Ethics Statement

Convenience samples analyzed in this study were originally collected as part of a febrile respiratory illness study conducted by the US Naval Health Research Center (NHRC). The study cohort included military recruits from various training facilities throughout the United States, residents of the US/Mexico border in and near San Diego, and military dependents. That study was approved by the NHRC Institutional review board and a signed consent was obtained from all patients prior to enrollment. Samples were transferred to SDSU as part of virus discovery collaboration between NHRC, Global Viral Forecasting, Inc. and SDSU, and included patients with pneumonia, febrile respiratory illness, and healthy controls. The metagenomic study described here was approved by SDSU’s Health Service Biological Use Authorization (BUA 06-02-062R).

Sample Preparation

Samples were collected with nasopharyngeal and oropharyngeal swabs and stored at −80°C in transport media (Remel Microtest™ M4 or Remel Microtest™ M4RT, Lenexa, KS, USA). Testing was performed in pools of 10, 35 or 75 samples using 40 µl, 100 µl and 100 µl, respectively (Table 2). Pooled samples were mixed with an equal volume of sodium magnesium solution (35.8 g/L, NaCl; 2 g/L, MgSO4 7H2O; 12.5 mM TrisCl, pH 7.4) and filtered through 0.45 µm filters (Whatman, USA) to remove eukaryotic cells, bacteria and large debris. The filtrates containing viral particles, bacteria and cells that could not be removed by filtration, were treated with chloroform (20% of the total volume) to lyse any eukaryotic host cells and denature lipid bi-layers of enveloped viruses and bacteria. Samples were then treated with DNase I (0.7 units/µl of sample) to remove any free DNA. DNA and RNA were extracted concurrently using the QIAamp MinElute virus spin kit (Qiagen, cat. 51104, USA). The extracted materials containing both DNA and RNA was treated with RNase-free DNase I, then the RNA was reverse transcribed to cDNA using the Retroscript kit (Ambion, USA) (Libraries: LIB3RNA, LIB8RNA and LIB10RNA). Alternatively, the extraction of RNA for 2 libraries (LIB24RNA and LIB25RNA) was carried out using the Trizol-LS method according to manufacturer instructions, followed by cDNA synthesis using the TransPlex Complete Whole Transcriptome Amplification Kit (Sigma-Aldrich, Cat. WTA2, St. Louis, MO, USA). Four aliquots of each DNA and cDNA library were amplified by a phi29 DNA polymerase full-genome amplification method [22] then pooled together to minimize preferential amplification of small circular viruses. Amplified DNA and cDNA were then purified using the NucleoSpin® Tissue Kit (Clontech, Mountain View, CA 94043, USA). Epifluorescence microscopy was used to ascertain the presence of microbes and viruses before and after chloroform treatment [23].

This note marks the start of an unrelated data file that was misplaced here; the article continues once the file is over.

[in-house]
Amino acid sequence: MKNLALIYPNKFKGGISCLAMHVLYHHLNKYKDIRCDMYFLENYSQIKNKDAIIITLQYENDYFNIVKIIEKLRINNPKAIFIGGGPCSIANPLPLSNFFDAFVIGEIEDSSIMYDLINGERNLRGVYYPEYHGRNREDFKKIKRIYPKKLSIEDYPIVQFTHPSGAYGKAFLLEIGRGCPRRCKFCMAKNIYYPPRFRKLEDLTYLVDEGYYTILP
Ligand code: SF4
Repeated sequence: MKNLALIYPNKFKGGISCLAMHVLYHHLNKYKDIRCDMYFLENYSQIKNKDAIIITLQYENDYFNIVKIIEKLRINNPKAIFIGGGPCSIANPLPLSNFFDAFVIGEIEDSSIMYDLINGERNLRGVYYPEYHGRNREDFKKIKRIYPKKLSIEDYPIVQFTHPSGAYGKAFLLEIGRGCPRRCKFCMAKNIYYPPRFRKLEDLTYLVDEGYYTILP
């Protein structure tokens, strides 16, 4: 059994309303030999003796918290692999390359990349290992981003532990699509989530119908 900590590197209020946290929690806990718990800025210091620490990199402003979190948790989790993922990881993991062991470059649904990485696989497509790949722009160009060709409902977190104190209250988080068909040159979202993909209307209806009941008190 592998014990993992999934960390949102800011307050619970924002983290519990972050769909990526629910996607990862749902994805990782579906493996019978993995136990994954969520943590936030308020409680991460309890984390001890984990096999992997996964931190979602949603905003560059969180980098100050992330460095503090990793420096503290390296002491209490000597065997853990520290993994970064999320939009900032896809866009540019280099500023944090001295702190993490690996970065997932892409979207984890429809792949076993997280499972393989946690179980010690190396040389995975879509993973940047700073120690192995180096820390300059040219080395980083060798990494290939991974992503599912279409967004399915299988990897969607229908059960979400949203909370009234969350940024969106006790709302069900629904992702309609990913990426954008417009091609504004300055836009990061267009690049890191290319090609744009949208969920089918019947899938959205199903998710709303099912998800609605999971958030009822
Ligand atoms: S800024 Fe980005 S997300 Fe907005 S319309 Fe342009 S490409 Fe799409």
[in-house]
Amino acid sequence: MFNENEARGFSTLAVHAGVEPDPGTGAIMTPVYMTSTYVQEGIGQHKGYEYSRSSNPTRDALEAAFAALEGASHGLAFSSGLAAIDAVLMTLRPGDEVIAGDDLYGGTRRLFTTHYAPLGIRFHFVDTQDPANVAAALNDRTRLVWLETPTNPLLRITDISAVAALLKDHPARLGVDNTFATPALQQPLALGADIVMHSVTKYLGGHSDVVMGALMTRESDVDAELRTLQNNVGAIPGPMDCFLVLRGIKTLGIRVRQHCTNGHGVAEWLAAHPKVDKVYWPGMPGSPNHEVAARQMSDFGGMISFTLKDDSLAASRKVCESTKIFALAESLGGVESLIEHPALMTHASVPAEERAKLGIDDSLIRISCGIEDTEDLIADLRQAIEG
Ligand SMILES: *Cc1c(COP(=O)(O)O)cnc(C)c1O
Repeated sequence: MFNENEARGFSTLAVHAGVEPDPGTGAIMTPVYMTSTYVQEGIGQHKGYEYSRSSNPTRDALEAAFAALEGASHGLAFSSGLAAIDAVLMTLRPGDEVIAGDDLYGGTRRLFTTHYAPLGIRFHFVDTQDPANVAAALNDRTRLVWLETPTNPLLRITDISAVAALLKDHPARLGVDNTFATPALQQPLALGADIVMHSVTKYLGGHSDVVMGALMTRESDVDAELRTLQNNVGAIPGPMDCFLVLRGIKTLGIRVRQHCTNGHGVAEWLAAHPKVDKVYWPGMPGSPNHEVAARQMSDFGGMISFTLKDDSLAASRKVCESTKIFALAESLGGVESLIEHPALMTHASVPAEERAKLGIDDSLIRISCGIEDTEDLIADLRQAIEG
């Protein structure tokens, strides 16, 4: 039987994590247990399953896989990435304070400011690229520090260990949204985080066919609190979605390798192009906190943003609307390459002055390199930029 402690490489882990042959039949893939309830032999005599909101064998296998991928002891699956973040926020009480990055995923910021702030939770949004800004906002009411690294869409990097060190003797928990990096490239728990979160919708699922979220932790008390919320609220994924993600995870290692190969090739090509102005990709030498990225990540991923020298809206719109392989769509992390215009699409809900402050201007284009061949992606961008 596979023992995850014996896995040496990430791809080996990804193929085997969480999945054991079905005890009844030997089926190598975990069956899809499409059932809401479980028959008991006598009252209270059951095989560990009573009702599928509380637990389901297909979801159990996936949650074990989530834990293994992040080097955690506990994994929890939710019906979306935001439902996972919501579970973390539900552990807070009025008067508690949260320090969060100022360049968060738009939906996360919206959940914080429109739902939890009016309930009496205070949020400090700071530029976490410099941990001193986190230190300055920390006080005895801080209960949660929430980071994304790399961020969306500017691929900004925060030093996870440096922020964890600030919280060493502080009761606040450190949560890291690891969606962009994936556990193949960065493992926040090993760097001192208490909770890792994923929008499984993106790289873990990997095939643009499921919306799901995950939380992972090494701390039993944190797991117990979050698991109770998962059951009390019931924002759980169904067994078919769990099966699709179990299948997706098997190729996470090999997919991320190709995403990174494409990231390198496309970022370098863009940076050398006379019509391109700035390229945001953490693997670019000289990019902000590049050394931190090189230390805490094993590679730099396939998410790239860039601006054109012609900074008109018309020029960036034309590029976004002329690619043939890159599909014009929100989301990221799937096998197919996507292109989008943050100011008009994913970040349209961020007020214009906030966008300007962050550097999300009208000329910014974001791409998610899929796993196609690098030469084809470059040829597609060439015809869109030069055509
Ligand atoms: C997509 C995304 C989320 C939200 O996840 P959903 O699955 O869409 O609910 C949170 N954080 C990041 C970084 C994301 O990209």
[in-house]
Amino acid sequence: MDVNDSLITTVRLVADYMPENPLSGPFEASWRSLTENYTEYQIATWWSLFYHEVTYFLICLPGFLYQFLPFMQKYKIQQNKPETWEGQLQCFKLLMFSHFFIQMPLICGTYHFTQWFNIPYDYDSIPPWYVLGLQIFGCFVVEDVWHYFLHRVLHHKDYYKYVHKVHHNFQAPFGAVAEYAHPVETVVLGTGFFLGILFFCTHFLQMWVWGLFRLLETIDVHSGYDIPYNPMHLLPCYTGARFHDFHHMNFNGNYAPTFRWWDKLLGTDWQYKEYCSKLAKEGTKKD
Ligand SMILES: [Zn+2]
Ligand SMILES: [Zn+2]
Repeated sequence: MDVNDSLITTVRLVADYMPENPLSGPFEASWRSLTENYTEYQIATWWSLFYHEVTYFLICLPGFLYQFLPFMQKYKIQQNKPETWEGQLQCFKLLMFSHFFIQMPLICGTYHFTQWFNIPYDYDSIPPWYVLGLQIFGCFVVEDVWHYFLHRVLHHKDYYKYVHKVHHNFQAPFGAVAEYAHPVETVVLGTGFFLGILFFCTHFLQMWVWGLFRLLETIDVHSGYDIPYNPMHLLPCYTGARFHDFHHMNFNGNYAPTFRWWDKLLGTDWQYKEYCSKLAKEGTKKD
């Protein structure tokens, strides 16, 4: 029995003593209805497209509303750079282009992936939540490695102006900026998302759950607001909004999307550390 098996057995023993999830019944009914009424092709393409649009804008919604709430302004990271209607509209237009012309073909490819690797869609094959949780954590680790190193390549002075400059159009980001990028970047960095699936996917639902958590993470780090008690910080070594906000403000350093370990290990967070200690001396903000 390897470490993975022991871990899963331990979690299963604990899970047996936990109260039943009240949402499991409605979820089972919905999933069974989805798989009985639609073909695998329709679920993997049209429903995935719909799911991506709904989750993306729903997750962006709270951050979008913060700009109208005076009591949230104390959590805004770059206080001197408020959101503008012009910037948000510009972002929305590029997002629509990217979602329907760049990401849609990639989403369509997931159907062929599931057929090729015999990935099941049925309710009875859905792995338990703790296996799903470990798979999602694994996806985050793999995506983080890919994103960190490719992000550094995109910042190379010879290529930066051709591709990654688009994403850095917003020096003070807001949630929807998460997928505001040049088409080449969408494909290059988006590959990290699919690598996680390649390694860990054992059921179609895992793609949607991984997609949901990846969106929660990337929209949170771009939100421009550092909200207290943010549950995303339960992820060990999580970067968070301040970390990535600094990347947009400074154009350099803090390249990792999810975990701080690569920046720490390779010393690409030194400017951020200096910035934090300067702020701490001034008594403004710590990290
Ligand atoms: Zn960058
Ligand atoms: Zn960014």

Table 2. Composition of sample pools and methods for DNA and RNA extraction.

Sequencing was carried out using the Roche 454 FLX titanium according to the manufacturer’s protocol (454 Life Sciences Corporation, Roche, Brandford, CT, USA). Approximately 0.5–5 µg of purified DNA was fragmented by applying a 30 psi nitrogen pressure for 1 minute. Fragmentation was not required for the cDNA amplicons, as their sizes were within the required range for optimal pyrosequencing (150–800 bp). The fragmented DNA and cDNA ligated to 2 different oligo adaptors, each specific to 3′ or 5′ ends. The DNA/cDNA-adaptor complexes were attached to beads, which were encapsulated into individual micro-reactor micelles in which the fragments were amplified by emulsion PCR (emPCR) [24]. The clonally amplified DNA and cDNA were then loaded into a picotiter plate device in the 454 FLX sequencer to generate DNA sequences [24].

Bioinformatics and Taxonomic Classification